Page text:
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Sarah Stone (British, c. 1760-1844), American Flamingo (Caribbean Flamingo), Phoenicopterus ruber

Sarah Stone (British, c. 1760-1844), American Flamingo (Caribbean Flamingo), Phoenicopterus ruber

  • $ 36,000.00

Sarah Stone (British, c. 1760-1844)
American Flamingo (Caribbean Flamingo), Phoenicopterus ruber
c. 1785
Watercolor on paper
Sheet size: 14 1/8" x 9 7/8"
Frame: 28" x 24"

Reference: Christine Jackson. Sarah Stone, Natural Curiosities from the New Worlds. Merrell Holberton Publishers London and the Natural History Museum, London. 1998

Sarah Stone was an esteemed British natural history painter, and one of the few women painters working in her time. Her name is synonymous with the Lever Museum (also known as the Leicester House), a major cultural institution of 18th century London. Its owner, Sir Ashton Lever, employed Stone to record specimens and ethnographic material brought back by British expeditions to Australia, the Americas, Africa and the Far East in the 1780s and 1790s, the most significant of which included Captain Cook’s round-the-world voyages.                                                                                                                   
While Stone painted all of her subjects with a keen eye, it was thought that her drawings of birds in particular showed a considerable amount of technical skill. This virtuosity is exemplified in the present portrait of a green parrot, with its delicate brushwork and mesmerizing colors. The work has a brilliance and sheen that hardly reads as if it dates from the 18th century. The bird perches on a branch that recedes into the background, and gazes serenely back at the viewer; its plumage is an exquisite blend of orange, yellow, green, and blue.  While Stone often provided tree branches as part of her backgrounds, as we see in this fine example, the branches are distinctive and one of the features by which her paintings may be recognized. Nearly always they are depicted as pale grey or silver, like a silver birch bark, with a little lichen very delicately traced.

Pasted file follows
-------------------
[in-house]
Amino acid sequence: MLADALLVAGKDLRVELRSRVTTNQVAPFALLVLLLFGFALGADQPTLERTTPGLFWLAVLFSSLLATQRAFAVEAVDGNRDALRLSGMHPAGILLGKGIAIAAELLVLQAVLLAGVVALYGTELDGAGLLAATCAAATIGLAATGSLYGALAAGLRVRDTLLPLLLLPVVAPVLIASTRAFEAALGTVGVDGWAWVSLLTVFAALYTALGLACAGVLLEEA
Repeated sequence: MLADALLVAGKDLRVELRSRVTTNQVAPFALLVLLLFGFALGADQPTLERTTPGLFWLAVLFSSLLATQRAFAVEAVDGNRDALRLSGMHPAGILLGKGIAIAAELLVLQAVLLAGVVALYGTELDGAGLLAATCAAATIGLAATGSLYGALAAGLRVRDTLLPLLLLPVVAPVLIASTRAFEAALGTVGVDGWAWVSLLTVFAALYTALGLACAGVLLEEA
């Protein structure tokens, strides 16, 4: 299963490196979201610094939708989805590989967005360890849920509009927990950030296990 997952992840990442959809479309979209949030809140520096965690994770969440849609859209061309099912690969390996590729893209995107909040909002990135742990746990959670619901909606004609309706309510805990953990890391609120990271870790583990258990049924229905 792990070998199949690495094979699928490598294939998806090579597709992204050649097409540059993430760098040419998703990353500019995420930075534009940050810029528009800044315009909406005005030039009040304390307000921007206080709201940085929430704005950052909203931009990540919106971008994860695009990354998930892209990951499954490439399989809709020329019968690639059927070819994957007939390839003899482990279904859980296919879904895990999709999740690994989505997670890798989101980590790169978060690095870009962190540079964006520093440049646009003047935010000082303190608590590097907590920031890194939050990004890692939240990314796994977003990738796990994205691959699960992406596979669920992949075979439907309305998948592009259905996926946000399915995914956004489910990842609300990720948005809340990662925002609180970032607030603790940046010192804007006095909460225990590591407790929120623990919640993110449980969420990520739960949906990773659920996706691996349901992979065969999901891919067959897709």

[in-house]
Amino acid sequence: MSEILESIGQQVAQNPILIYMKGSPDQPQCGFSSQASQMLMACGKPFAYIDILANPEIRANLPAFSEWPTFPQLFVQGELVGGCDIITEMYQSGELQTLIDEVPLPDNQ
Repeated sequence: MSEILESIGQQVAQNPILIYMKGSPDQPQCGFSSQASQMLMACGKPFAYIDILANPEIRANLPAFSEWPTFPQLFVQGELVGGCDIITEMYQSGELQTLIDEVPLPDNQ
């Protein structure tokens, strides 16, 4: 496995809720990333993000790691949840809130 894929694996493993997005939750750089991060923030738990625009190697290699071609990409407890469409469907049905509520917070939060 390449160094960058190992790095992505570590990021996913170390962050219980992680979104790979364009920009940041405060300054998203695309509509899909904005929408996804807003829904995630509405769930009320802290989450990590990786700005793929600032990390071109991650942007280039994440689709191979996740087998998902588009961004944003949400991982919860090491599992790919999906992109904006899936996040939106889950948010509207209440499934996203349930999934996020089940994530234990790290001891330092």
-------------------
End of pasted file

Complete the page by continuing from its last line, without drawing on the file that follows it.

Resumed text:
Stone was mostly self-taught, though she learned fine and accurate coloring skills from her father, who was a fan painter. As a child, Stone was taught to use local and even household ingredients for her pigments - brickdust, or the juice of leaves or flower petals. Later in life, this understanding helped her select the colors with which she painted, prompting her to work with colors that she considered permanent, such as Chinese white, ivory black, burnt sienna, Vandyke brown, yellow ochre, chrome lemon and yellow, light orange cadmium, vermilion, carmine, madder lake, Veronese green, sap green, cobalt, ultramarine and Prussian blue.     
Although only about 900 of Stone’s paintings exist today, they were often requested to be engraved for illustrations in natural history publications. By 1789, Stone was well known in London both to the public who visited the famous Lever museum as well as to the experts of the day who were interested in natural history and everything to do with the voyages of Captain Cook.     
Today, Stone's paintings not only serve as aesthetically beautiful works of art, but also as important records of specimens used by naturalists in the age of Linnaeus, some of which are now extinct. This example is an extraordinary opportunity for a collector to own an original work by this renowned artist.

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